Metamorphosis of Marketing Financial Services in India

By V, Krishna Chaitanya | Journal of Services Research, April-September 2005 | Go to article overview
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Metamorphosis of Marketing Financial Services in India

V, Krishna Chaitanya, Journal of Services Research

The Financial Service industry in India has grown tremendously particularly after eighties. Number of new services and products like credit cards, ATMs, consumer finance, mutual funds, dematerialization, factoring, securitization, credit rating, leasing, investment banking, forfeiting, have become a norm since then. The driving forces behind this development are liberalization, economic reforms and deregulations, economic changes and rapid developments in capital markets. All these factors provided a greater freedom to private sector to become more competitive, productive, effective and efficient. The customers have become more demanding and prefer innovative products and quality services at faster speed from the companies. This has made the job of financial service company much tougher and challenging, as they need to understand the customers changing needs, offer new products and services and most importantly they have to promote these.

Therefore in the present day context it has become even more important to learn the application of marketing theories of product, providing service quality, distribution and planning for a customer oriented marketing strategy.

The paper discusses about

i. Understanding the meaning, nature and scope of financial services activities in India.

ii. Studying the features of financial services and financial products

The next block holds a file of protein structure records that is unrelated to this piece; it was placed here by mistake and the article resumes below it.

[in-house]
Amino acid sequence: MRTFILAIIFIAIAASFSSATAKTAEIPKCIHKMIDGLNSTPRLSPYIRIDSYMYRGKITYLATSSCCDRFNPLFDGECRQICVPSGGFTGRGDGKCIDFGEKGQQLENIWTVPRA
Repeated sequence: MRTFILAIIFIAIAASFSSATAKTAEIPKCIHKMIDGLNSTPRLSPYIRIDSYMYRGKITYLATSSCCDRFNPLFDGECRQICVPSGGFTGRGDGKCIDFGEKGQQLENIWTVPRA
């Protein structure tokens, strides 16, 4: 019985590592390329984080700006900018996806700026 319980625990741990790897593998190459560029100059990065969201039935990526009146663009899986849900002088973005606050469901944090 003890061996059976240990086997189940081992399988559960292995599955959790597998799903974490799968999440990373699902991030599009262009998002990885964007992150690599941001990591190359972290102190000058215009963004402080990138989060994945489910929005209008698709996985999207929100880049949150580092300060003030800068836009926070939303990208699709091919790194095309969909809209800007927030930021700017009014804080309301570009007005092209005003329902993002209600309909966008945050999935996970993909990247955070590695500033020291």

iii. To frame a marketing strategy on how to attain service quality and focus on effective distribution.

iv. To study the key drivers of change in financial service industry.


The Indian financial services industry has undergone a metamorphosis since 1990. During the late seventies and early eighties, The Indian financial services industry was dominated by commercial banks and financial institutions which focused on catering to the needs of Indian industries. The late eighties and early nineties saw the mushrooming of financial companies offering a wide range of financial services. The economic liberalization has brought complete transformation in the Indian financial service industry.


In general, all types of activities which are of a financial nature could be brought under the term 'financial services'. The term 'Financial Services' in a broad sense means 'mobilizing and allocating savings'. Thus, it includes all activities involved in the transformation of saving into investment.

Avadhani, (1998) opines that the 'financial service' can also be called 'Financial intermediation'. Financial intermediation is a process by which funds are mobilized from a large number of savers and make them available to all those who are in need of it and particularly to corporate customers. Thus, financial services sector is a key area and it is very vital for industrial development. A well-developed financial services industry is absolutely necessary to mobilize the savings and to allocate them to various investible channels and thereby to promote industrial development in a country.


Financial services cover a wide range of activities. They can be broadly classified into two namely:

1. Traditional activities

2. Modern activities

Traditional activities are further classified into two, namely:

i. Fund based

ii. Non-fund based

Figure 1 below narrates the classification of Financial Services.

1. Traditional activities: are the services encompassing both capital market and money market activities and can be grouped under Fund based & non-fund based activities.

i. Fund based activities:

a) Underwriting of shares, debentures, new issues.

b) Dealing in secondary market activities

c) Involving in money market instruments

d) Lease equipments, hire purchases, venture capital, factoring and forfeiting etc.

e) Participating in foreign exchange market activities.

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